Kissing up to IT
Among the range of projects, hacks, tricks and life tips on Wired.coms new collaborative site, IT support makes the list of critical co-workers worth "sucking up to."
Having these people on your side will make your life easier, the post reads; creating an enemy of them can make your life miserable.
Of course, the reasoning isnt exactly about being "friends" with IT support as much as manipulating their egos, lack of social skills and intelligence to an employees advantage. In other words: same stereotype, different day.
Workers are encouraged to make friends with IT support staff and stroke their egos. "Lets face it," the multiauthor entry reads, "he is a techie type and may not have the greatest of social skills (may not), but he is smart and likes it when you tell him so. The key here is be his buddy and flatter him. What would I do without you? You saved my documents."
Doing so, the posters contend, will ensure that next time youll be ahead of even the boss in the line for IT.
The list of "donts" for dealing with IT support staff reads a little closer to the reality of the daily grind of a technology pro. Employees are discouraged from calling the help desk multiple times with the same problem and trying to cover it up with chit-chat.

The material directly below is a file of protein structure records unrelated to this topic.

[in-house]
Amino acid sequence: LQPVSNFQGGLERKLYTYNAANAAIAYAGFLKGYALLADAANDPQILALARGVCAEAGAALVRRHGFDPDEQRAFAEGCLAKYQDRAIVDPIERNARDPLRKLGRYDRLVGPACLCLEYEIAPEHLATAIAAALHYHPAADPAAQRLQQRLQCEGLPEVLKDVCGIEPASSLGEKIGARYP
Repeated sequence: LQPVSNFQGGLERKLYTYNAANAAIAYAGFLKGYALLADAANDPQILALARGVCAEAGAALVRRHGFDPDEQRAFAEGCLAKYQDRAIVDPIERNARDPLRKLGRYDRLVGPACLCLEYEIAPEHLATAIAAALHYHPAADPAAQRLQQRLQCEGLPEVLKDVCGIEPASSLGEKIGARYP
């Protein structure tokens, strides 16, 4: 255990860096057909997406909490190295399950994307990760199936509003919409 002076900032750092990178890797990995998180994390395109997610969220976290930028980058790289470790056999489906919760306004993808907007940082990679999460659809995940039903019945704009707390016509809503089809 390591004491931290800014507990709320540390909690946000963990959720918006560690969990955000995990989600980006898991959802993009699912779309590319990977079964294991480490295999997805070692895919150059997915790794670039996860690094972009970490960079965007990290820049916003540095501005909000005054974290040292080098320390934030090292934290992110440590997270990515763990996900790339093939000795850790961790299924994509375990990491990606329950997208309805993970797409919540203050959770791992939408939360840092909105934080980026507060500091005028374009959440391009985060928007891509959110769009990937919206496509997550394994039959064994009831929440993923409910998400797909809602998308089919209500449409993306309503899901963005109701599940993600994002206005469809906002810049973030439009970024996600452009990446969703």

"[The support person] knows why youre calling when youve got a tech problem, and its not to discuss your date last night. In fact, he likely resents your calls and drop bys that are merely fake-friend visits meant to mask what you really want. He may even get annoyed and push you further down the list."
So, according to the posters: Lavishing the IT support desk with exaggerated praise to better response time, good. Pretending to be friends with IT support staff to get a problem solved more quickly, bad.
To me, it sounds as if the average employee still doesnt know how to respectfully ask the IT department for help. —Deborah Perelman